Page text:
Sit back and enjoy 32 tunes that’ll get you through all of your wisdom and knowledge since the last time you experienced a Spring Awakening. We’ll tidy up and push on through with Aries in about 30 days.
1) Nina Simone – Break Down And Let It All Out (1965)
The High Priestess of Soul was born Eunice Kathleen Waymon February 21, 1933
2) Harry Belafonte – Roll On, Buddy (1965)
The King of Calypso (we’re really starting with royalty this go around) was born Harold George Bellanfanti, Jr. March 1, 1927
3) Barbara McNair – Forget You Ever Met Me Baby (1967)
Once voted one of the World’s most beautiful women, and the first Motown Star to pose naked for Playboy magazine, Barbara Jean McNair was born March 4, 1934
4) Erma Franklin – Change My Thoughts From You (1969)
The big sister of soul who Berry Gordy wanted for his empire, but was denied, Erma Vernice Franklin was born March 13, 1938.
5) Bobby Womack – What Is This? (1966)
6) Barbara Acklin – I’m Not Mad Anymore (1966)
Singer and Songstress extraordinaire Barbara Jean Acklin knew how to make many a love song. She was born February 28, 1943.
7) The Tams – It’s Alright, You’re Just In Love (1964)
Original Member of Southern Peachy Pie Soul Crooners The Tams Robert Lee Smith was born March 18, 1936.
8) The Miracles – If Your Mother Only Knew (1962)
The First Lady of Doo-Wop, Zola Taylor was the devastating beauty that centered her sweet voice in the heart of The Platters. Zola Mae Taylor was born March 17, 1938.
The Queen of The Organ, Shirley Scott was a pioneering instrumentalist in the field of male dominated Jazz. She also from time to time demonstrated her fine Jazz vocal skills as well. She was Born March 14, 1934.
One of the most overlooked members of The Drifters, and often more regarded as one of the pillars of the Birth of Soul, Bobby Hendricks was born February 22, 1938.
12) The Supremes – Baby Don’t Go (1961)
The most loyal and longterm of The Original Magic Three Queens of The Supremes, Mary Wilson still carries the legacy of the most important girl group of all time to this day nearly 60 years after she started performing. Wilson was born March 6, 1944.
13) Ruby Andrews – Where Have You Gone? (1969)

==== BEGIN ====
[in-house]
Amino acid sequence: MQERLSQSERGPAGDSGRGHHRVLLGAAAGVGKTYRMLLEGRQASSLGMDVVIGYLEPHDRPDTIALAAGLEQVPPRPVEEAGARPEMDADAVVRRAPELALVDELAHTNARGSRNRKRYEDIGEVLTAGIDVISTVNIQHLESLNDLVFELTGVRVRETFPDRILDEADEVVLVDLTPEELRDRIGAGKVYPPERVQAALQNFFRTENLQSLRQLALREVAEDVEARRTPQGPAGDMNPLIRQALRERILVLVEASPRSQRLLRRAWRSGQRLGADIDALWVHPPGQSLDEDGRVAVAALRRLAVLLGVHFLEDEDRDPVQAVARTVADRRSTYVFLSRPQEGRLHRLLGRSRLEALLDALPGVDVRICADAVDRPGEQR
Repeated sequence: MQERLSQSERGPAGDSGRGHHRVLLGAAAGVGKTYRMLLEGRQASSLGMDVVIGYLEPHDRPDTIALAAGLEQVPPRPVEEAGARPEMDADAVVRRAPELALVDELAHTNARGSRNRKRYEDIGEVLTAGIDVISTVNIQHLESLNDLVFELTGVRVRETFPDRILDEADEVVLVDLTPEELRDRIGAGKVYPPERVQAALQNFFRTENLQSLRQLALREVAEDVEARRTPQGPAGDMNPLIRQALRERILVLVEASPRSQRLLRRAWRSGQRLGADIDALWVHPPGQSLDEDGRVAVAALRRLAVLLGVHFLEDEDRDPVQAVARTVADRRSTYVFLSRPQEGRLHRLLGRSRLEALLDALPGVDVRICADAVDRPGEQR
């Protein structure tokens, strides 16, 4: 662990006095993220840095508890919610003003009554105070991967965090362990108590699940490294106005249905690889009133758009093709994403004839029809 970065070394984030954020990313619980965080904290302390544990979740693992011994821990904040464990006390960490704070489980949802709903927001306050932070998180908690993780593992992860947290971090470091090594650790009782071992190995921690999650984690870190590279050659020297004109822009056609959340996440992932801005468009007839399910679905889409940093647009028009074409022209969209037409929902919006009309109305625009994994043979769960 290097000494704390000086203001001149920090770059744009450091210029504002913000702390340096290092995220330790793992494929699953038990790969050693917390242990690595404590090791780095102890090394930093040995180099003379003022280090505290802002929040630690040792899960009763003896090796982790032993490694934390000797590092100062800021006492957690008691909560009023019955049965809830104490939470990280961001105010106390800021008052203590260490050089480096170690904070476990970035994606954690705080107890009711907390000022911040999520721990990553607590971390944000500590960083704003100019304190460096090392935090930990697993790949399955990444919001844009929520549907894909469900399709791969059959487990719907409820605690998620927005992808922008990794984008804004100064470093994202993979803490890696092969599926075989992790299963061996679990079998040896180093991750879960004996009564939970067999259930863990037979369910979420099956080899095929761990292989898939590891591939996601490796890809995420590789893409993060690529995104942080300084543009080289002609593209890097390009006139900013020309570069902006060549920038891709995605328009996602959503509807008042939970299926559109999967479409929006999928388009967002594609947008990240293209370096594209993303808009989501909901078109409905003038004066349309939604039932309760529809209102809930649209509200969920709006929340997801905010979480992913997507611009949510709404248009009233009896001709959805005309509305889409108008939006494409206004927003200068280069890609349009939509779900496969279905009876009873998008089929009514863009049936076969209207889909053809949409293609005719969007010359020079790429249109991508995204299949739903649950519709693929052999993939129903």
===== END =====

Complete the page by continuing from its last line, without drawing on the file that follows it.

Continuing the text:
14) Peggy March – Losing My Touch (1965)
Although she solidly started a Pop Princess, Peggy March soon found herself oft presenting herself as one of America’s purest proponents of Blue Eyed Soul. She was born Margaret Annemarie Battavio on March 8, 1948.
15) Joanie Sommers – Yesterday’s Tomorrows (1967)
In the battle to become the most prominent British Evading Helen of Troy, Sandie Shaw technically came up the shortest in terms of Billboard Hot 100 success. Back home in the UK she fought and often won against Dusty, Petula and Cilla. She was born Sandra Ann Goodrich on February 26, 1947.
Adopted daughter of Gospel Legend Ernestine Rundless, Laura Lee was a powerhouse Gospel Singer that always bought the sanctified into her soul readings of material. Laura Lee Newton was born March 9, 1945.
18) Barbara McNair – You’ve Got Possibilities (1966)
She’s really known because Drunk History exposed how major a player Sylvia Robinson was in getting The Sugarhill Gang off the ground. But Sylvia had been in the Music Industry since 1950, and had scored major hits in the form of “Love Is Stange” as Mickey & Sylvia, and on her own with “Pillow Talk.” Sounding different on so many of her innovative recordings, she’s perhaps one of the most slippery fishes on this list. Sylvia Vanderpool was born March 6, 1935.
20) Lovelace Watkins – Dreams (1964)
Although he didn’t have much in the way of major hit records, Lovelace Watkins was well known and respected for being a brilliant live performer. He was born March 6, 1938.
21) The Tams – You Might As Well Forget Him (1964)
The Fancy Miss Nancy defied genres, skipping from Jazz, to MOR to R&B classics and everything in between and found time to be an actress as well. She was born February 20, 1937.
A legend of Chicago Soul that benefited from the manic guidance of Andre Williams, Jo Ann Garrett was a teen sensation that could sing about issues far beyond her years. She was born March 3, 1949.
25) Ernie K-Doe – Here Come The Girls (1969)
One of the people that benefited from the uplift and advocacy of Allen Toussaint, Ernest Kador, Jr. talked about something we all honestly have dealt with before it was kind to, the subject of annoying relatives, and went to #1 with it. He was born February 22, 1933.
26) Bobby Womack – Fly Me To The Moon (1968)
27) Candi Staton – Never In Public (1969)
Young hearts will always have an anthem thanks to Canzetta Maria Staton. She was born March 13, 1940
28) Nina Simone – Take Care Of Business(1964)
We’re always delighted to give you a glimpse into the lives of people before they became stars. Here’s the late great Al Jarreau with his self penned sophomore single from 1964. Alwin Lopez Jarreau was born March 12, 1940.
Mr. Personality himself, Lloyd Price kept making records beyond his hits of the late 50’s. Price was born March 9, 1933.
31) Ernie K-Doe – A Certain Girl (1961)